11. Hi there, First post on this forum, nice to meet you. I'm looking to get some reels of 9.5mm archive film transferred. I've looked around on the internet (before finding this forum), and am now chatting to Images4Life in the UK. They seem to offer a great balance of options and price. I'm looking for a reference. Can anyone recommend their services? It looks like they're using a flashscan Choice. I'd be getting the scanning done at the full resolution, transcoded to ProRes 444. I see lots of discussion about quality on this thread. Does anyone have anything to add? Thanks! Stephen *Edit: full res would be their 2.3K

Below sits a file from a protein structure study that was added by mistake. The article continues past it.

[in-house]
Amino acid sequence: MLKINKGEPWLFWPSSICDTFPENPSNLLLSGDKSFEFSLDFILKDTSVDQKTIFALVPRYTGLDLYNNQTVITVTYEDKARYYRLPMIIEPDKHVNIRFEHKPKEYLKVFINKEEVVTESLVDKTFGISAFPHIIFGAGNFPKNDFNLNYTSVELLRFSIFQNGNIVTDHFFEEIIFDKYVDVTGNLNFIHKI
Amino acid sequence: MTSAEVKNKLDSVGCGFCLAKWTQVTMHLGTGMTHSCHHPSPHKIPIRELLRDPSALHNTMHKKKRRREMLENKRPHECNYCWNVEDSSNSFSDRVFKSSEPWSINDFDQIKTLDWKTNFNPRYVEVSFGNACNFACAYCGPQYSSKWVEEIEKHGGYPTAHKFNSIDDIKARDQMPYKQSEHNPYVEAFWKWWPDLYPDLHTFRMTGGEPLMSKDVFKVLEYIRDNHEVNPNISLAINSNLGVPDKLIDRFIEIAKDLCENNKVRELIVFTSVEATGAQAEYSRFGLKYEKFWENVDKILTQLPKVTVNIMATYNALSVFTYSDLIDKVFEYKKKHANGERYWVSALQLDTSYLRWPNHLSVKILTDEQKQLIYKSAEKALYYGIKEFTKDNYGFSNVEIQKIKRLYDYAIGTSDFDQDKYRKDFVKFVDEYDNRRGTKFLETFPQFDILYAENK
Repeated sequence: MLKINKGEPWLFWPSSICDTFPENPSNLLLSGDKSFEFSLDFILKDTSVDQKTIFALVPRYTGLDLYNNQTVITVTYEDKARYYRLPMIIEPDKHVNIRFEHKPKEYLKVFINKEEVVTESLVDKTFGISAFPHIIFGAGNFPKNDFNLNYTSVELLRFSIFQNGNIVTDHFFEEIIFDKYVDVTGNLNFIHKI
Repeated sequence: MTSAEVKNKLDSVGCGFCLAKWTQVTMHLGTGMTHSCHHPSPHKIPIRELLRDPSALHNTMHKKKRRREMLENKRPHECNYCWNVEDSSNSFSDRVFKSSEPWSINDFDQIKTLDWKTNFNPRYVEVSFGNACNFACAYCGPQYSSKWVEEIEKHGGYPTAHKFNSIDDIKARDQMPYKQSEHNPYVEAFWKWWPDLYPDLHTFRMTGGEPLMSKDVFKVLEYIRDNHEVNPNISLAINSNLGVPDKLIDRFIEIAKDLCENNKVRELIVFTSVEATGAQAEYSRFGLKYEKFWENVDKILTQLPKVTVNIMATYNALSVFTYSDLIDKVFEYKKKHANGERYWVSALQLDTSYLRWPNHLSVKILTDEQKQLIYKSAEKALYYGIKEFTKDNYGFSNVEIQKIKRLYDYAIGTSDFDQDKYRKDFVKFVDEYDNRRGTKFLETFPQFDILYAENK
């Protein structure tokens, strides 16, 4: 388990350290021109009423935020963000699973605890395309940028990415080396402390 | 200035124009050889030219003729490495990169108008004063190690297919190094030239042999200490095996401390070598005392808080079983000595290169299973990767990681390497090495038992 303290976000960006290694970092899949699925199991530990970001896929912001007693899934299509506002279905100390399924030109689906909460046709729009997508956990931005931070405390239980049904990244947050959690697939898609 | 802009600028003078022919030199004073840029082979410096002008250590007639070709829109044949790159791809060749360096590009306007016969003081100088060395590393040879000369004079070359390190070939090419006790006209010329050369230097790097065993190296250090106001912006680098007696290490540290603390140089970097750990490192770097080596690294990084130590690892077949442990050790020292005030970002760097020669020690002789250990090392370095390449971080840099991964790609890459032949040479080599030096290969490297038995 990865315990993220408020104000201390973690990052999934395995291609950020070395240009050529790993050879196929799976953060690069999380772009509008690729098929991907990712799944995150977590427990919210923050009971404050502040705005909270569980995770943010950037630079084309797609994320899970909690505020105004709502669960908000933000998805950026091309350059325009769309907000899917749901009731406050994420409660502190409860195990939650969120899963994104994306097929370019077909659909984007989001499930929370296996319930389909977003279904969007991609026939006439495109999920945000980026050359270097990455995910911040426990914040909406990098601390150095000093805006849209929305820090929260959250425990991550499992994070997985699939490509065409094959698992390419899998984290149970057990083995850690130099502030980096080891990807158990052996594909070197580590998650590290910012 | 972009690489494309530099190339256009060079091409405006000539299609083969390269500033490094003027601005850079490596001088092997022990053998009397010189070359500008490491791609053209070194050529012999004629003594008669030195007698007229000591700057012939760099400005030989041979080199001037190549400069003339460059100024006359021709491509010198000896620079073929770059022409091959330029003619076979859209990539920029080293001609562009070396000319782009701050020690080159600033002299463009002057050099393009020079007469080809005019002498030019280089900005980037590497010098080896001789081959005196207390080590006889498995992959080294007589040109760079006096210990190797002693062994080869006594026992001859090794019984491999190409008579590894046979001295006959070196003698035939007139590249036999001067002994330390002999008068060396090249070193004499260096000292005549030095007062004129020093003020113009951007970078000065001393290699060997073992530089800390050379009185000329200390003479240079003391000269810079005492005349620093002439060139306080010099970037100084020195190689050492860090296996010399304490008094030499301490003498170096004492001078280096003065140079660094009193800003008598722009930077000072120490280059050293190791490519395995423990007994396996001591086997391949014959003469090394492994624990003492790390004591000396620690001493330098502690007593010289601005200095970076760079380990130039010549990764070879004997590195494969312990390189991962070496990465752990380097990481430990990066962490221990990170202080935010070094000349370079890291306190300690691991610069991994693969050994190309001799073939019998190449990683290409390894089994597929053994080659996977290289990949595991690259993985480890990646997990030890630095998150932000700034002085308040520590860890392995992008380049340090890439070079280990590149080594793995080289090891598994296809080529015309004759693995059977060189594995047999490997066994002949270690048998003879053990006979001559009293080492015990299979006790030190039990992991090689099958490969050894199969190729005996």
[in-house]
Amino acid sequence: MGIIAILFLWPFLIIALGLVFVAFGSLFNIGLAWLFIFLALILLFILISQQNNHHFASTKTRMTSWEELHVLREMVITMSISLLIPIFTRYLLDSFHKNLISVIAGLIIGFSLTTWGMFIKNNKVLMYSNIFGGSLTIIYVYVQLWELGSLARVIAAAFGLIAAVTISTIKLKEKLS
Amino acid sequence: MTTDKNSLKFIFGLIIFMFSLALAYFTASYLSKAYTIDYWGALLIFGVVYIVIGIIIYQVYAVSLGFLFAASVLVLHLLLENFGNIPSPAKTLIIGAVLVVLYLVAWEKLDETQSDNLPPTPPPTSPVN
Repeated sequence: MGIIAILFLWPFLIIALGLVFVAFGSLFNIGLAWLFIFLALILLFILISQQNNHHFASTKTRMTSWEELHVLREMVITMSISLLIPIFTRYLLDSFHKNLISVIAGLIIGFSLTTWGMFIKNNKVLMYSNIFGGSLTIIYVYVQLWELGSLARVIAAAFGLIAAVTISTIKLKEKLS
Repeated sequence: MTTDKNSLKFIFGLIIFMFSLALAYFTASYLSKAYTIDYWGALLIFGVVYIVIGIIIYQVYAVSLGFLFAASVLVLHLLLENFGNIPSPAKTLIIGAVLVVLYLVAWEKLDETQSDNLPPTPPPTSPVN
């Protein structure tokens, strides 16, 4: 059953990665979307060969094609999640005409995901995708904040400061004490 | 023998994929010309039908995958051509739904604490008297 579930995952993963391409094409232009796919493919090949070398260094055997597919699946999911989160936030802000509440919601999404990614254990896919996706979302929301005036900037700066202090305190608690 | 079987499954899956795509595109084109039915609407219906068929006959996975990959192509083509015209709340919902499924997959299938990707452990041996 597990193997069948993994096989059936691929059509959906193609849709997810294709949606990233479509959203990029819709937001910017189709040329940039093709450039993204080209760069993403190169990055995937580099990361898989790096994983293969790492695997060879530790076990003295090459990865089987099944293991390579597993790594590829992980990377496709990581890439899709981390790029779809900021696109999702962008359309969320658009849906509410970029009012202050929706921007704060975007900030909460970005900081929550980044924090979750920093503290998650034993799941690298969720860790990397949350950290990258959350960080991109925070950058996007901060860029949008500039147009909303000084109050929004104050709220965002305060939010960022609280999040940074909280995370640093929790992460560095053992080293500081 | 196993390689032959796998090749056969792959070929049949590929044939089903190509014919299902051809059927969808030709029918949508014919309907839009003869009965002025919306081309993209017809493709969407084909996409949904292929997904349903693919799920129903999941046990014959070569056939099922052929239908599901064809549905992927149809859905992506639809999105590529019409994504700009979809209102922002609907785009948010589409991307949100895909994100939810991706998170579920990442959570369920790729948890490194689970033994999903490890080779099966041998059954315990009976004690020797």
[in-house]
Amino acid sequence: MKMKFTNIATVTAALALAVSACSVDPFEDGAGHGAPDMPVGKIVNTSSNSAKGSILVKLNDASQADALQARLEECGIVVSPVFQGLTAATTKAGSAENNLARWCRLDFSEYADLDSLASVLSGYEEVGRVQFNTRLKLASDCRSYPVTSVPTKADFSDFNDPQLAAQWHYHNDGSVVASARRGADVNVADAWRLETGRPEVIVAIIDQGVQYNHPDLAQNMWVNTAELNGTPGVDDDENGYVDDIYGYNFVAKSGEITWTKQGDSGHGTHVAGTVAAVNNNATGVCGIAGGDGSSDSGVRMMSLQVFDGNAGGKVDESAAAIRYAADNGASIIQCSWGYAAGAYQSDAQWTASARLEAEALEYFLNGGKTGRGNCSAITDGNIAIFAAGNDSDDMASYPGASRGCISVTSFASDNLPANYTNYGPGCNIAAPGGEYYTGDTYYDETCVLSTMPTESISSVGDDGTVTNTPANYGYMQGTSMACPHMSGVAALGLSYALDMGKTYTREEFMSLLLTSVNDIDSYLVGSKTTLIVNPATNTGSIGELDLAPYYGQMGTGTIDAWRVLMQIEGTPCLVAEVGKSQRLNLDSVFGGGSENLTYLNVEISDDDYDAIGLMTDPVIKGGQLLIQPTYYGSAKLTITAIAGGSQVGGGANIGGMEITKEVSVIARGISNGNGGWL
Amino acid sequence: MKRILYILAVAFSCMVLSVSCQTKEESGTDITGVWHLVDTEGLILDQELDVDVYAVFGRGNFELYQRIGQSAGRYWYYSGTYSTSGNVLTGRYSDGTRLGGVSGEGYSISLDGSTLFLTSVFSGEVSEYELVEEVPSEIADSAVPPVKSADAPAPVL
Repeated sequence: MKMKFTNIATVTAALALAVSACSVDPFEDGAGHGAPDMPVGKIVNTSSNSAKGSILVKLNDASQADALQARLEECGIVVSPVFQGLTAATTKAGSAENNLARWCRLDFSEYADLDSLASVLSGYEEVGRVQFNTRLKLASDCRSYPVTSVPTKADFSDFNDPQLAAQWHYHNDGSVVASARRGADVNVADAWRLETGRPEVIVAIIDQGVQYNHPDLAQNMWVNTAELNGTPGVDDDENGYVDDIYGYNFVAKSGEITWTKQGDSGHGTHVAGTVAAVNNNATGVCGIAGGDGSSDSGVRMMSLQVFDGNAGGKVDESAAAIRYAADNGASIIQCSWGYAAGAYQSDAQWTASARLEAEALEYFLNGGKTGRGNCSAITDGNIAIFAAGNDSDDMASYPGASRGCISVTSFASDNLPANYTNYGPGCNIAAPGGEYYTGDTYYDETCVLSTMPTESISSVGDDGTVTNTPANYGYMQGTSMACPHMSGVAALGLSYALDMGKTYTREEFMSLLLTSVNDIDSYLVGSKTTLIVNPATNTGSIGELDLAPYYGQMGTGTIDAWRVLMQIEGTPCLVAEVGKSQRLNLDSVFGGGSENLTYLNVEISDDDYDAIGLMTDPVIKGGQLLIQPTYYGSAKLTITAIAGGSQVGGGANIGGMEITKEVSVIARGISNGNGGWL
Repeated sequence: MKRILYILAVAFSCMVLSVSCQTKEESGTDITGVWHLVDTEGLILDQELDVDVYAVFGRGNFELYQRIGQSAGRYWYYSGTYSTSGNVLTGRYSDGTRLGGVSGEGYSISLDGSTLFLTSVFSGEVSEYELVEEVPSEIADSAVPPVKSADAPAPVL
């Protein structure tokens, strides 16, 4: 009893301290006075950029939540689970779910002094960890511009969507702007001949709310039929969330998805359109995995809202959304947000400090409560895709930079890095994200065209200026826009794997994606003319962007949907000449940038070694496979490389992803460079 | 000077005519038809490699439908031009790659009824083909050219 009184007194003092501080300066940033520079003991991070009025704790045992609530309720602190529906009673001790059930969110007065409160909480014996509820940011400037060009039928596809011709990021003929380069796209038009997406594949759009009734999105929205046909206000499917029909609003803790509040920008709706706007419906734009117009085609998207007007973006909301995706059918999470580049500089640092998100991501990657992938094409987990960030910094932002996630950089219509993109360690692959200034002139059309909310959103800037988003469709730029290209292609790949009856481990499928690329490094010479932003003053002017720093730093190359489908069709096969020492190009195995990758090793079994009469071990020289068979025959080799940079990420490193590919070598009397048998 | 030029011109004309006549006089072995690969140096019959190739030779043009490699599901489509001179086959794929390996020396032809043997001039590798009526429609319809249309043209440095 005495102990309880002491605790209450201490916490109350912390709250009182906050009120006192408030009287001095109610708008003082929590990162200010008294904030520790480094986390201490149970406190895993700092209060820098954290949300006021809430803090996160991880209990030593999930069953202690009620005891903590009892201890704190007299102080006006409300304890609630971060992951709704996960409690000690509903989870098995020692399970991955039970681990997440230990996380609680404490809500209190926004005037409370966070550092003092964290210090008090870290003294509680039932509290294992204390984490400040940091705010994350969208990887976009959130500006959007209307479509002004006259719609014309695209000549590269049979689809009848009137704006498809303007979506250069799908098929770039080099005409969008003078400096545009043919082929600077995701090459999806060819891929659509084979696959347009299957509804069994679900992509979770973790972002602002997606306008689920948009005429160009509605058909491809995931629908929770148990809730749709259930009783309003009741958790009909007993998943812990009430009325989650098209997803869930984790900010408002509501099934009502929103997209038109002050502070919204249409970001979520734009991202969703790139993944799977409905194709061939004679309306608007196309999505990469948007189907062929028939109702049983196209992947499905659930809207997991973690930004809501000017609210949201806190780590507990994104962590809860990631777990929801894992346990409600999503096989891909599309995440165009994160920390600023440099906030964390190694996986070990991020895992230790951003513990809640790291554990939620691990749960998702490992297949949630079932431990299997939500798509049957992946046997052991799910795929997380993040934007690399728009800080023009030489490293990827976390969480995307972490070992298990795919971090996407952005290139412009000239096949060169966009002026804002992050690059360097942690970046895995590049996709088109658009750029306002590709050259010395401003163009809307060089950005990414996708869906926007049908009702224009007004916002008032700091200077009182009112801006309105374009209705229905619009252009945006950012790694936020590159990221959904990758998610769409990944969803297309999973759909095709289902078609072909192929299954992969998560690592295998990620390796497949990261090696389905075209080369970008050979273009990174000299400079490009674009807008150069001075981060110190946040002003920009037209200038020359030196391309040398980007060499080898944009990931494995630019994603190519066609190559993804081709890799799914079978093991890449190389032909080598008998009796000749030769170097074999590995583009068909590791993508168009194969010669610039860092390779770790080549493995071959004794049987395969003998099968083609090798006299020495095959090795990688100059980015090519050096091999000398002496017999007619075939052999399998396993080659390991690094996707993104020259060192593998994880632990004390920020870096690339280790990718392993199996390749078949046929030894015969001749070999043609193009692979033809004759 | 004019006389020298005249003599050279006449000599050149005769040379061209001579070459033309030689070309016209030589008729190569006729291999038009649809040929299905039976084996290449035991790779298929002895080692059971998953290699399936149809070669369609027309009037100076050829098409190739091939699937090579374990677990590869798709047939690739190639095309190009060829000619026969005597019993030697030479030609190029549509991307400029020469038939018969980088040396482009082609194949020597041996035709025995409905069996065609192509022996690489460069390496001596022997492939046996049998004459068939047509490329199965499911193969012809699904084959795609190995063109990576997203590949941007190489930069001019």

12. Gentlemen (and ladies), as some of you know I have shot on film and digital. My first short was shot on super16 way back in 2001 and I had a 35 blowup for festivals. A little trailer I cut in December from an HD scan of our blowup... http://www.youtube.com/watch?feature=player_embedded&v=tMFRPMHTiZ0#! Over the last three years I have shot a number of shorts, some using DSLRS and some 8mm (a format I love). Right now I am in talks with some people about a feature film project and while everyone wants to shoot on the RED EPIC, just because the EPIC is cool and easy and cheap (uh, yeah, ok), I want to shoot one of the three acts on film. The story lends itself to this as we need a different look for each act. I also want to be able to say "we shot on film" not only because it's an interesting talking point, but also because before long I think it won't be possible. What I need to know is this: What would you advise as the cheapest solution and workflow for shooting on Super 16? 35mm is out, naturally, due to cost. I like the look of super 16 and it's easy to find lenses in the NYC area. Back in 2001 when I shot my first short the negatives were processed, given a one light with time code and we edited in AVID. Then the negative was cut AB style and we bypassed creating a positive (because I was out of money) and made a 35mm print from the AB rolls. (For a feature we clearly would not have been able to skip the positive step) It is now my understanding that traditional negative cutting is almost never used today. ??? The people involved with this planned film are almost 100% RED and 5D people and as you can imagine, mostly low low budgeters. Those that have shot on film were not in any way involved with post. So I go to you for ideas! I hear things like, "It's too expensive to scan all that negative and color correct it." So how about photo chemically, like it used to be done? "No that's too expensive too." Etc. etc. Thanks for your help.